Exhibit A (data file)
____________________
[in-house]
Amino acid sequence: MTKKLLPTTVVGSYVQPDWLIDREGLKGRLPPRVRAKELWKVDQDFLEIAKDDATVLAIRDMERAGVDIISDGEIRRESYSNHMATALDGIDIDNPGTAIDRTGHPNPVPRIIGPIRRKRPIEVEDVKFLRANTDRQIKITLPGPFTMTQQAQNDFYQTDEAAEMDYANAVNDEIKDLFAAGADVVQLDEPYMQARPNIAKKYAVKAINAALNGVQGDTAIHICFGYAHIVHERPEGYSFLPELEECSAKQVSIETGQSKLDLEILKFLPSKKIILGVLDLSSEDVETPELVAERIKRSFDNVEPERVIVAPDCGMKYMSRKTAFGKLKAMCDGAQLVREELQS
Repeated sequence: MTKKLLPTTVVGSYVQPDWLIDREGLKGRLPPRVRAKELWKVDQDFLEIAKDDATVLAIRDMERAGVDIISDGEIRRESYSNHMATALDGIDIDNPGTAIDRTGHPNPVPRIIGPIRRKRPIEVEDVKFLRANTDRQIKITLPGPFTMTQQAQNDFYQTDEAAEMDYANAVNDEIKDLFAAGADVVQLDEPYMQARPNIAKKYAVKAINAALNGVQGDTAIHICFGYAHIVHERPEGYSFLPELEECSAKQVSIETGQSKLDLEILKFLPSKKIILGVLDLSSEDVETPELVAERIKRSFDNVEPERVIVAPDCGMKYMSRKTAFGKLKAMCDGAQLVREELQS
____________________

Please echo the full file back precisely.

[in-house]
Amino acid sequence: MTKKLLPTTVVGSYVQPDWLIDREGLKGRLPPRVRAKELWKVDQDFLEIAKDDATVLAIRDMERAGVDIISDGEIRRESYSNHMATALDGIDIDNPGTAIDRTGHPNPVPRIIGPIRRKRPIEVEDVKFLRANTDRQIKITLPGPFTMTQQAQNDFYQTDEAAEMDYANAVNDEIKDLFAAGADVVQLDEPYMQARPNIAKKYAVKAINAALNGVQGDTAIHICFGYAHIVHERPEGYSFLPELEECSAKQVSIETGQSKLDLEILKFLPSKKIILGVLDLSSEDVETPELVAERIKRSFDNVEPERVIVAPDCGMKYMSRKTAFGKLKAMCDGAQLVREELQS
Repeated sequence: MTKKLLPTTVVGSYVQPDWLIDREGLKGRLPPRVRAKELWKVDQDFLEIAKDDATVLAIRDMERAGVDIISDGEIRRESYSNHMATALDGIDIDNPGTAIDRTGHPNPVPRIIGPIRRKRPIEVEDVKFLRANTDRQIKITLPGPFTMTQQAQNDFYQTDEAAEMDYANAVNDEIKDLFAAGADVVQLDEPYMQARPNIAKKYAVKAINAALNGVQGDTAIHICFGYAHIVHERPEGYSFLPELEECSAKQVSIETGQSKLDLEILKFLPSKKIILGVLDLSSEDVETPELVAERIKRSFDNVEPERVIVAPDCGMKYMSRKTAFGKLKAMCDGAQLVREELQS